As soon as I arrived Jen invited me to look at some of the images she had already completed for her thesis project.  The first image was of her father.  He was seated on an unmade bed with his colostomy bag exposed. The second was of a young man collapsed in an overstuffed chair – his tie loosened, his face grim, Las Vegas glittering through the glass window behind him.  And, so it went – an overweight woman with candy circling her head, a video gamer hidden in the basement.  You get the gist.

I have been teaching sociology for fifteen years.  Or, at least that’s my cover.  In truth, teaching is a rather selfish act for me as I love to listen to myself share what I know. It bubbles up on an enthusiastic wave of love eager to move through me to get to the hearts of others.  As a former student once proclaimed, “She just dumps her guts!”

Back to the photo shoot.  Looking at the series of pictures, my panic slowly set in. I suddenly felt confused as to how or why Jen thought I belonged with this rag tag group of individuals sharing their raw vulnerability.  Not wanting to offend her, I figured I’d put on my most slimming black dress and let her take a few pictures just to humor her.  Prior to taking the picture, she asked me to jot down a thought on my greatest fear.  I spontaneously wrote:  “Sometimes, I wonder if there is anything left that is worth saying, while words may echo, it is feeling that resonates.”

Jen ended up winning “student select” for her project.  Her blown up photos graced the entry way to the senior show.  Despite their prominent position at the show and my attendance, not one single person recognized me.  Even my husband looked dismissively away at first glance.  Jen had captured a moment of deep feeling.  Even my carefully applied makeup, slimming dress and good cover story could not hide my true vulnerability.  In asking me to reveal my fear, Jen had set an intention.  Her talent and patient eye unearthed the truth of my being.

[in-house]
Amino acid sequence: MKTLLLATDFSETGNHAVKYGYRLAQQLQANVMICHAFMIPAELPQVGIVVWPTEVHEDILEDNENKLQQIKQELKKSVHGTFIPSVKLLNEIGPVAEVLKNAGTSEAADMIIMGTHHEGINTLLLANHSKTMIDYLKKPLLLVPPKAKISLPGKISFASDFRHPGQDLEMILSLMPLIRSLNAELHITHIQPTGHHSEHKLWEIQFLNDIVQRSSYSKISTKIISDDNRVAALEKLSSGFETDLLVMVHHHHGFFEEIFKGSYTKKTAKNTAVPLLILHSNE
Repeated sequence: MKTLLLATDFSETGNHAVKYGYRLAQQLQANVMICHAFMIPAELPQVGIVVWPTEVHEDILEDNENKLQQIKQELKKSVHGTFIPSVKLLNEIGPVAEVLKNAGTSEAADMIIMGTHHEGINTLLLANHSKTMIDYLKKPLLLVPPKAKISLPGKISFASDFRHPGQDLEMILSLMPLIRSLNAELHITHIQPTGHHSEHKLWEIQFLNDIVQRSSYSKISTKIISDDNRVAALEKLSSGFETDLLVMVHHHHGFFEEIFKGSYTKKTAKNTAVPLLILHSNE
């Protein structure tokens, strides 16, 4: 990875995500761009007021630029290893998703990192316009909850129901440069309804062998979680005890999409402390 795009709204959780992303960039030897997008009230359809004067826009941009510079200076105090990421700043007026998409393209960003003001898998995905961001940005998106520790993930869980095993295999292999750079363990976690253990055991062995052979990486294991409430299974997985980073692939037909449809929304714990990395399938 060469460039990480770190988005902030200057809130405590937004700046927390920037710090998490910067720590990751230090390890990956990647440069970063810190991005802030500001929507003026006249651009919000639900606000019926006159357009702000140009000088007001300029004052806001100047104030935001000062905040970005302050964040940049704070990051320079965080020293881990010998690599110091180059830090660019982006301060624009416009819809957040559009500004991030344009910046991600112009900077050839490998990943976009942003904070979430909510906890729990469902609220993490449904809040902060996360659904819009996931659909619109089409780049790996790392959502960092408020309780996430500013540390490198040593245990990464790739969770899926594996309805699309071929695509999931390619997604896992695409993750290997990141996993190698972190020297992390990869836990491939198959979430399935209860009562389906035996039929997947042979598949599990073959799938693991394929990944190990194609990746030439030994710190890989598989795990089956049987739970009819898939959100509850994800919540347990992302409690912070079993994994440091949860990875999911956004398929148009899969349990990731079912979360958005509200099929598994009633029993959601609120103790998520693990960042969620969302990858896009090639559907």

Reflecting on my participation in Jen’s project, I blush just a bit at initially desiring a “glamour” shot.  In the end, I feel a certain pride at being a member of this brave group of individuals willing to share and embrace their true vulnerability.

It has taken me two years to look honestly at that photo – to see my truth exposed.  I am writing this blog as a belated thank you note to my sweet former student.  Jen, you were my teacher on that grey April day.  I am abundantly grateful to you for allowing me to see in myself what you so clearly saw in me.  My own desire to be seen for who I am.